Advising people that their food contains food is somewhat counterproductive. It’s only real purpose is to enable activists and scare mongers to frighten consumers about, well, nothing, actually.
Jeff Weinstein runs a small Montpelier company called Two Guys in Vermont that makes soups that are sold in area stores.
Weinstein said he uses as many local, wholesome ingredients as he can find. He packages the soup in glass jars to steer clear of the chemicals in cans. He would love it if his soups could stand out on the supermarket shelf as not containing genetically engineered foods.
“For people who buy my soup, GE-free is important,“ Weinstein said.
Weinstein recently urged the House Agriculture Committee to pass a bill requiring foods that contain genetically engineered ingredients to be labeled as such. That means some of Weinstein’s competitors’ soup might come bearing a prominent label that reads: “This product may be partially produced with genetic engineering.”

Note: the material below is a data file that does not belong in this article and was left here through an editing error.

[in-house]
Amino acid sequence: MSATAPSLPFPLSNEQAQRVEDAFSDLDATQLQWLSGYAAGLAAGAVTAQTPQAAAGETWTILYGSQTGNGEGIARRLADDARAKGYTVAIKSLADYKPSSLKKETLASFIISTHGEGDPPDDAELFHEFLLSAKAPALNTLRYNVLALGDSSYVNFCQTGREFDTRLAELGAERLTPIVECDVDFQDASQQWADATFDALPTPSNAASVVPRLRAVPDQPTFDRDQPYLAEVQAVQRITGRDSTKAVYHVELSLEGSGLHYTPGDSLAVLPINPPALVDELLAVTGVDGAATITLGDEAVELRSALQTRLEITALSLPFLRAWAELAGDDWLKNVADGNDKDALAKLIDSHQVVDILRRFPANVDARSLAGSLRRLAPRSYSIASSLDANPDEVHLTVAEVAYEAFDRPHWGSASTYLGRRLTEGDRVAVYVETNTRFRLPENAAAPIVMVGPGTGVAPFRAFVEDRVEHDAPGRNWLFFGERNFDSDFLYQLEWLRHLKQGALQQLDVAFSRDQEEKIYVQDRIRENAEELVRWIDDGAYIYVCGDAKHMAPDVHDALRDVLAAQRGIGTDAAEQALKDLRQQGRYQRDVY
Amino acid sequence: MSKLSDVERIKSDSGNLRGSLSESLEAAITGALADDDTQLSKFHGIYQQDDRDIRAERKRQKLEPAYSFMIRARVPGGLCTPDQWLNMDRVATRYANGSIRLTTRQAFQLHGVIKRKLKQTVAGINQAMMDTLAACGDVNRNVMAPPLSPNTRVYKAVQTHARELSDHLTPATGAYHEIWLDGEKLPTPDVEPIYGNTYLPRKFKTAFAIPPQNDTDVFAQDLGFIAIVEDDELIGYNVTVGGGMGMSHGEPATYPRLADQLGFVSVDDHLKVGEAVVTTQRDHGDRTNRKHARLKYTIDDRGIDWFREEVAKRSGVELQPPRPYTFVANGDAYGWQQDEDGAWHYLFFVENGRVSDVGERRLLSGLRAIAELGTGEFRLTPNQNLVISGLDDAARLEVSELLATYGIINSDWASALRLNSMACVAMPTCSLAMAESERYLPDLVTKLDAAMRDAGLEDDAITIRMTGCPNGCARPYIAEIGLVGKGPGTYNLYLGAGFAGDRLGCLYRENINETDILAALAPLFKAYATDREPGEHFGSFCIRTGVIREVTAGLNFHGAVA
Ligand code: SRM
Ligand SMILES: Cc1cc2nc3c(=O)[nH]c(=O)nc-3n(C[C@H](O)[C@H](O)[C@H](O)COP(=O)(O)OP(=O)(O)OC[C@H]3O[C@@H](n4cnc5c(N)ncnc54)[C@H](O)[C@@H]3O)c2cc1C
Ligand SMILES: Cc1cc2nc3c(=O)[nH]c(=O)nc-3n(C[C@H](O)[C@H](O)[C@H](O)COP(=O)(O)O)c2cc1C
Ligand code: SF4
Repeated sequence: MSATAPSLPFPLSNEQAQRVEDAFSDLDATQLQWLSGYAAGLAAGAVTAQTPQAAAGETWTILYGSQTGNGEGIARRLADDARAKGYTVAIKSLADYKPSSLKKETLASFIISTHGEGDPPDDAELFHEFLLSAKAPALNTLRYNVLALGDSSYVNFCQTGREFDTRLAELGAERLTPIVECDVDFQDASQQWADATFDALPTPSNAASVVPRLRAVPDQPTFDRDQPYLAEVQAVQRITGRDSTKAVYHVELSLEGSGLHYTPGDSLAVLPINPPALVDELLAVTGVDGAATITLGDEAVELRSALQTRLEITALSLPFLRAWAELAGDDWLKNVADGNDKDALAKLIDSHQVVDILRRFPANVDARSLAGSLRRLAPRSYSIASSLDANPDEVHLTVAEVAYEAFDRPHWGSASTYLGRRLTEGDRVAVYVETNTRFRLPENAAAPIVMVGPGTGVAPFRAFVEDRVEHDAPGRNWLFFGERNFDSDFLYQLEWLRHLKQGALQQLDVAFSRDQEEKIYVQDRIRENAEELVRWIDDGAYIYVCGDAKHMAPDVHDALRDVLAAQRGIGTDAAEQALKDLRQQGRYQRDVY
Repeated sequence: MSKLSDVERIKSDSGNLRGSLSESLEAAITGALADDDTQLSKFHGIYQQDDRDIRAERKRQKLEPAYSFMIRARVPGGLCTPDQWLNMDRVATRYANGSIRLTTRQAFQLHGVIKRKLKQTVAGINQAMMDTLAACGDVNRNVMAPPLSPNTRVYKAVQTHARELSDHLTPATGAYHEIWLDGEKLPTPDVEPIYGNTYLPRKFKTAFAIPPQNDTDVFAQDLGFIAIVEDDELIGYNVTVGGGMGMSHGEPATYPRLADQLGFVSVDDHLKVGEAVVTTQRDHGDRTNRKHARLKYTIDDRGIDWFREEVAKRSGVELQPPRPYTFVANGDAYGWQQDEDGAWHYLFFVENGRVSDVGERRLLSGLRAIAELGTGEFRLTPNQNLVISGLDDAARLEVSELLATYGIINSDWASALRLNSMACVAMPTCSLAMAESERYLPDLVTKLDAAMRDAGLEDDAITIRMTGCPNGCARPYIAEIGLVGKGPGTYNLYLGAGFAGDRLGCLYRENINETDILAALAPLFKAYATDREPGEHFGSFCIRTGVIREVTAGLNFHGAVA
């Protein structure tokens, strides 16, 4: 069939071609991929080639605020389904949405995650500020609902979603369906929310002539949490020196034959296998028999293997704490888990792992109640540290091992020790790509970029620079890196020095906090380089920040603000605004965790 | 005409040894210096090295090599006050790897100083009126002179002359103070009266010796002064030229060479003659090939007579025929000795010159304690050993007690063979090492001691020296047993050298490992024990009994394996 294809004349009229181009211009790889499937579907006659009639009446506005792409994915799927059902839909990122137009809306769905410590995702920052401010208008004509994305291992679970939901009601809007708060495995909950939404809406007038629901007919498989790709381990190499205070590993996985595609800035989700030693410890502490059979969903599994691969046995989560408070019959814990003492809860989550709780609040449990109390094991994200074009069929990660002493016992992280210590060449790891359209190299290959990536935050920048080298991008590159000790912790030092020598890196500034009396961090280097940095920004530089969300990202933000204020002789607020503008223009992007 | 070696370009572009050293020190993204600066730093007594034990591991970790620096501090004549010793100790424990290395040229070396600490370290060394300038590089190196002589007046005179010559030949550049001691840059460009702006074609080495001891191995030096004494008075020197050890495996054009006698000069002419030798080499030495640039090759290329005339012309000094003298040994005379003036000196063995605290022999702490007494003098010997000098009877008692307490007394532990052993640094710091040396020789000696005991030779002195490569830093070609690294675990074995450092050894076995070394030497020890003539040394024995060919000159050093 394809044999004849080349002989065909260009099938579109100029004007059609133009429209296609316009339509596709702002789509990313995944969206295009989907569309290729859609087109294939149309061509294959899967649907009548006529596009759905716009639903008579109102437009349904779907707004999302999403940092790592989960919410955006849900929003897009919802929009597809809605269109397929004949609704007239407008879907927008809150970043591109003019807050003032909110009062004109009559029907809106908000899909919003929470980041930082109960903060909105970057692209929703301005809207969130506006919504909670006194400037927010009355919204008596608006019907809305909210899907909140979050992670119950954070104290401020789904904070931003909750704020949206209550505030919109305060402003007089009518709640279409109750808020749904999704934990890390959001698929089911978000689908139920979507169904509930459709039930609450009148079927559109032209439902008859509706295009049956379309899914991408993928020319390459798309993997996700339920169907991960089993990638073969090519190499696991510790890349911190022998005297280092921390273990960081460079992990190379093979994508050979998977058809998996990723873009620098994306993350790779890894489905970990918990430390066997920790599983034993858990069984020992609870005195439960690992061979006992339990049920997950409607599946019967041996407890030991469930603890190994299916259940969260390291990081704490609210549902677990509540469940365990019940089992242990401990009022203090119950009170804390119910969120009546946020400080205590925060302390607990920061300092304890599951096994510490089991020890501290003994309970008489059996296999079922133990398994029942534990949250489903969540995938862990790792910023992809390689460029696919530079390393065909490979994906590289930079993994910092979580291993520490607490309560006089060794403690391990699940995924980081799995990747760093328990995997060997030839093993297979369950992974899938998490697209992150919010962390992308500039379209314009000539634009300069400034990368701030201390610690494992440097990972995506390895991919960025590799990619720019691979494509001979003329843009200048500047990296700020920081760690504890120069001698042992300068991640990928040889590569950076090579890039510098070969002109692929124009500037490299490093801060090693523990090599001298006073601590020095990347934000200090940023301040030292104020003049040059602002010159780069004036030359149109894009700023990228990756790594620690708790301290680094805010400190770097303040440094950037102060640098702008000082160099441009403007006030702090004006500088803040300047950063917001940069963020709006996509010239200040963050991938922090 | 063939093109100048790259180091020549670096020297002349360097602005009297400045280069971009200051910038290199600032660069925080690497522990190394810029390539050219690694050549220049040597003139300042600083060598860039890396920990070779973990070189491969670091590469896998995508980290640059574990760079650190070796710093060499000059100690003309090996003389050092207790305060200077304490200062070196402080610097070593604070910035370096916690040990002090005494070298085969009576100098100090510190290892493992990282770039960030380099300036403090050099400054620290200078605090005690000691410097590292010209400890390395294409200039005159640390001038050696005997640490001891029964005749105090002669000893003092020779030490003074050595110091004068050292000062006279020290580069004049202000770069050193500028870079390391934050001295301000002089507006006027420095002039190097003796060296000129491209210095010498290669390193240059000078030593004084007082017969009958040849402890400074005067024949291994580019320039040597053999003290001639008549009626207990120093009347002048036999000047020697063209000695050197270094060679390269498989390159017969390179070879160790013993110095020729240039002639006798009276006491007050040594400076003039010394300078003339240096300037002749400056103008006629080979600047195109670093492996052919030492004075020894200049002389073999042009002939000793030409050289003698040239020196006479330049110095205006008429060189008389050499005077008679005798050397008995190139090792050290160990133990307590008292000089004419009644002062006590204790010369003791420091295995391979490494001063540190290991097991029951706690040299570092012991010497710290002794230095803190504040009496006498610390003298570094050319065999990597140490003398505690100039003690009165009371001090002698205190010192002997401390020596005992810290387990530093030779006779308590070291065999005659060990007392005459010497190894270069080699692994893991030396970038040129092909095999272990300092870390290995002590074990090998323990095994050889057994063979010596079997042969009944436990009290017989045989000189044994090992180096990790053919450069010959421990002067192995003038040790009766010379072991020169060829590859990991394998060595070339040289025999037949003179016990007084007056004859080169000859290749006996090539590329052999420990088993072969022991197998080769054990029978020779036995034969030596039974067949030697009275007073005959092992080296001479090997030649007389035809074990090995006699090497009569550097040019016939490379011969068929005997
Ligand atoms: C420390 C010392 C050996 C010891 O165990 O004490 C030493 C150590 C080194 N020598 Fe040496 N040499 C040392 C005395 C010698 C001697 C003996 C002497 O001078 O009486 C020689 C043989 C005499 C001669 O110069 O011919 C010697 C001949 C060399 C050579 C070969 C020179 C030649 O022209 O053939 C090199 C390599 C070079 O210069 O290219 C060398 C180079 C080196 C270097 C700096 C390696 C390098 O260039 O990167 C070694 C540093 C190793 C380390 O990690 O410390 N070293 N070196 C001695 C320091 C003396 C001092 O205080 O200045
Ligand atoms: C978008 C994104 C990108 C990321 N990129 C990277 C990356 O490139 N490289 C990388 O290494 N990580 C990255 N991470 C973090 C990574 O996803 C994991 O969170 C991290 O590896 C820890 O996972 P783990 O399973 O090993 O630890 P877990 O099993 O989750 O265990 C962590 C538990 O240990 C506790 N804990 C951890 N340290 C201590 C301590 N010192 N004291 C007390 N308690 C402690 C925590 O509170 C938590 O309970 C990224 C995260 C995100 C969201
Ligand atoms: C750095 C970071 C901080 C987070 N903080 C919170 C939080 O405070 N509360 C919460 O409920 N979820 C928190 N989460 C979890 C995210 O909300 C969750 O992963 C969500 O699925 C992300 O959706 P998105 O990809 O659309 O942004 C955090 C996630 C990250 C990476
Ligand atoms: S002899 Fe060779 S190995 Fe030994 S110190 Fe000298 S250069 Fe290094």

Legislators have heard a drumbeat of support for labeling. Some 300 people turned out for an April 12 public hearing at the Statehouse. More that 100 addressed the House Agriculture Committee, all speaking in favor of labeling genetically engineered foods.
“We have a right to uncontaminated agriculture in this state,” Peggy Luhrs of Burlington told the committee at the hearing, echoing a common sentiment of uneasiness with the science of genetically engineered seeds. Many noted that 50 other nations require some sort of labeling.
“There is a desire to know what’s in their food,” Rep. Carolyn Partridge, D-Windham, chairwoman of the House Agriculture Committee.
Despite the clamor, labeling appears to be a long ways off in Vermont. Legislation that emerged from the House Agriculture Committee on Friday afternoon comes too late in the legislative session for there to be any hope of it making its way through the full House, the Senate and into law. In addition, the resistance that the legislation ran into highlights the chasm that can exist between the goals of a burgeoning political movement and the pressures legislators face as they seek to fashion laws.
The bill faces powerful opposition, and not only from the biotechnology industry that manufactures and defends its genetically engineered seeds. Some of the very people one might assume would be for the bill are also against it.